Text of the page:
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Getting the Silent Treatment at work – What NOT to do!

Updated on October 26, 2017

2. Is a Diffficult Silent Co-Worker Driving You Nuts?

Getting Silent Treatment at Work - What to STOP doing, so that you can START feeling better
Getting Silent Treatment at Work - What to STOP doing, so that you can START feeling better | Source

Examples of What NOT to do when someone at work starts giving you the Silent Treatment

  • Don't keep asking them why they are not speaking to you. Whether or not you get a reasonable response, ask once, and once only, You know they heard you the first time so don't beg.
  • Likewise, don't plead with them to speak to you. Instead, pleasantly say good morning to them everyday, leaving the door open for them to respond amiably and interact normally thereafter, if and when they choose to. If they don't choose to then that's their problem, not yours. You did your bit.
  • Don't mope around your workplace or appear visibly upset, anxious, angry, frustrated or outraged and don't isolate yourself. Instead, act in a normal businesslike fashion exhibiting your maturity and professionalism.
  • Don't engage in tit for tat ostracism - Instead, again, be the bigger, more professional, person.
  • Don't let their silence overwhelm you and completely take over your emotional well-being. Instead, when you catch yourself feeling overwhelmed with tearfullness or anger or whatever, have a ready made uplifting mantra or positive affirmation you can repeat over and over in your mind to help nullify such negative feelings. (e.g. "I am in control of my emotions" and/or "I am wise enough to rise above the immaturity of others")
  • Don't neglect to explore expert or legal advice as necessary. Instead of feeling powerless and confused you will know exactly where you stand and what your options are should you feel it necessary to take things further.

Know that you can rise above immature, manipulative behaviour in the workplace.

Playing the Silent Treatment Game with your Passive Aggressive co-worker

If you've been going out of your way to constantly try and appease him or her then it’s time to stop giving this person the satisfaction of seeing the pain and frustration silent treatment can bring about in you. Understand that many who dish out silent treatment are encouraged to do so all the more when they can observe their victims angry, miserable or besides themselves to make amends in order to just to have them start speaking again. Many passive aggressives (and silent treatment is a form of abusive passive aggression) just love it when they know they are getting under your skin and causing strife, so it’s time to stop boosting their ego and self importance. Do see the Examples of how to stop playing their game.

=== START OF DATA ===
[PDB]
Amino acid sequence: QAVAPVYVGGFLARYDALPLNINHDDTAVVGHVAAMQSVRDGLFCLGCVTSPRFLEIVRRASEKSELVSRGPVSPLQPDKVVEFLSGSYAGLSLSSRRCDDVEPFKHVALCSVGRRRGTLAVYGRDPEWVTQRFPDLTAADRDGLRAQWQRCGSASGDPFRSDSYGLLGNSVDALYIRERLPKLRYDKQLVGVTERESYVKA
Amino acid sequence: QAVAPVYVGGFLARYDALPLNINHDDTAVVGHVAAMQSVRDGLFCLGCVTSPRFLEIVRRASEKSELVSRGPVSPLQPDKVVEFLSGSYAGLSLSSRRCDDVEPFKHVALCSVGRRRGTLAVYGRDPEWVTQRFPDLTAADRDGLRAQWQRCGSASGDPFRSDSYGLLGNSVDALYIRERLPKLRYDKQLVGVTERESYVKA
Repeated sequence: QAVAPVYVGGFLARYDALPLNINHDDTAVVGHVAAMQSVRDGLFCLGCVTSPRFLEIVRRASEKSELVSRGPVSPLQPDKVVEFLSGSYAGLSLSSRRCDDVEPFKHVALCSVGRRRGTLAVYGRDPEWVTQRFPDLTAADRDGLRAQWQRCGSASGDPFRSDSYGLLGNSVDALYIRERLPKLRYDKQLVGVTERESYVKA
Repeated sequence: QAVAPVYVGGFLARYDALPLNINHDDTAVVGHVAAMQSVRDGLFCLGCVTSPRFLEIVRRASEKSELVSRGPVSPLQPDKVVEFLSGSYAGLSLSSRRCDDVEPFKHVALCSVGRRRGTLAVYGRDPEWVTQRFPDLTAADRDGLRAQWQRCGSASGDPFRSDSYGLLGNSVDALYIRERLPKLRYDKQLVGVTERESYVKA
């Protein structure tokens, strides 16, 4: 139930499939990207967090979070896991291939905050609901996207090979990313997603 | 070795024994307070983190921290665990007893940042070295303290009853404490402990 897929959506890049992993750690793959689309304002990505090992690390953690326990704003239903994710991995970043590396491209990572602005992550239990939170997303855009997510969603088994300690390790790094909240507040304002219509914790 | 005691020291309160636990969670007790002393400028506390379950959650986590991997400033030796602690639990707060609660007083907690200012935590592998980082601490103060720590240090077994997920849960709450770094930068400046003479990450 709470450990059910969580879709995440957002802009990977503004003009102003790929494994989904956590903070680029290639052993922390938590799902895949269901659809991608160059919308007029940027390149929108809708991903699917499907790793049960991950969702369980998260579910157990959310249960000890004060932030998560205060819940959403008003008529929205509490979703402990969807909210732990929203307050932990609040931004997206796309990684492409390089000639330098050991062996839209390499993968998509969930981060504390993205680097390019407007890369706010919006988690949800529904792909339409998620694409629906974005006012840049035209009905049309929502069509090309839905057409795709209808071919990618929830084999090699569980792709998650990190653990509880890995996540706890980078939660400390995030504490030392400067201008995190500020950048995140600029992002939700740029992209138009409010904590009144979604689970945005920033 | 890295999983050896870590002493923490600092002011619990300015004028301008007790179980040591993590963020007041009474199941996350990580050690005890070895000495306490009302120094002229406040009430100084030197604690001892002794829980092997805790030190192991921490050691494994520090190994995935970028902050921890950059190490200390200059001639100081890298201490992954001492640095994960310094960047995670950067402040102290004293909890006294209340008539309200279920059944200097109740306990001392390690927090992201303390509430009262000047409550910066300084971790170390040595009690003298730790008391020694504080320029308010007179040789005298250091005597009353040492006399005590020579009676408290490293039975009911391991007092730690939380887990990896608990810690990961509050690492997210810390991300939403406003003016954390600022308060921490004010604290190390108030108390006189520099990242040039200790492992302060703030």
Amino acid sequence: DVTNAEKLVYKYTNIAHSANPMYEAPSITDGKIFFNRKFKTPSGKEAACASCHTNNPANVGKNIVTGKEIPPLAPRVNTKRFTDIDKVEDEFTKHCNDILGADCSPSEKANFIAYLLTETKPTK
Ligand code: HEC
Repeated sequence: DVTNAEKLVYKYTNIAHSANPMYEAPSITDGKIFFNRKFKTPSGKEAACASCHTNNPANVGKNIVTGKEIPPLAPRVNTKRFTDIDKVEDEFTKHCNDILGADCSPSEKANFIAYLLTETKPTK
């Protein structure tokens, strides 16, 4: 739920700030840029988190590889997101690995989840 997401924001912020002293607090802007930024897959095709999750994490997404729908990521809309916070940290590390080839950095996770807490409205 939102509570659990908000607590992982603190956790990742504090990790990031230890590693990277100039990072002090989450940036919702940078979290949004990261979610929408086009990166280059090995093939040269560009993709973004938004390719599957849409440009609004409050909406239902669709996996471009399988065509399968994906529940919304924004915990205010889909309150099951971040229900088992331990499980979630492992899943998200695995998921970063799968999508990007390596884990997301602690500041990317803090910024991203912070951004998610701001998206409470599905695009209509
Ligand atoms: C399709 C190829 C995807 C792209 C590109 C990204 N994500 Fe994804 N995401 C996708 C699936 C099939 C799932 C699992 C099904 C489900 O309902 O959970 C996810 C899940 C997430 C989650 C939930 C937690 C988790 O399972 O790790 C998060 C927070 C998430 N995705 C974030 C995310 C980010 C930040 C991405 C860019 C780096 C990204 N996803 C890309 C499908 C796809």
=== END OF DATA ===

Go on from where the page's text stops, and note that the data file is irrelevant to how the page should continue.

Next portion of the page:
Interestingly, as much as we may abhor being on the receiving end of silent treatment in the workplace, or anywhere else for that matter, let’s be honest here - Most of us have engaged in at least some limited sulking/not speaking to someone at some point or another. We do it, since it often seems an easy, acceptable method of dismissing or showing disdain to someone who has displeased us. In some ways, it is not entirely a bad thing as it gives us time to calm down and think things through rationally before deciding how to best proceed. The crucial thing is knowing when and how to stop the ostracism, clear the air to move on and get back on good footing.

This should be done within a reasonable and short space of time. It is a communication life skill we must apply to all relationships. Therefore, shame on the person who is unceasingly giving you the silent treatment because, as an adult, their basic human interaction skills are sorely lacking. Shame on them and pity them since they are unwilling or unable to act maturely e.g. by sitting down with you for you both to air your views or differences.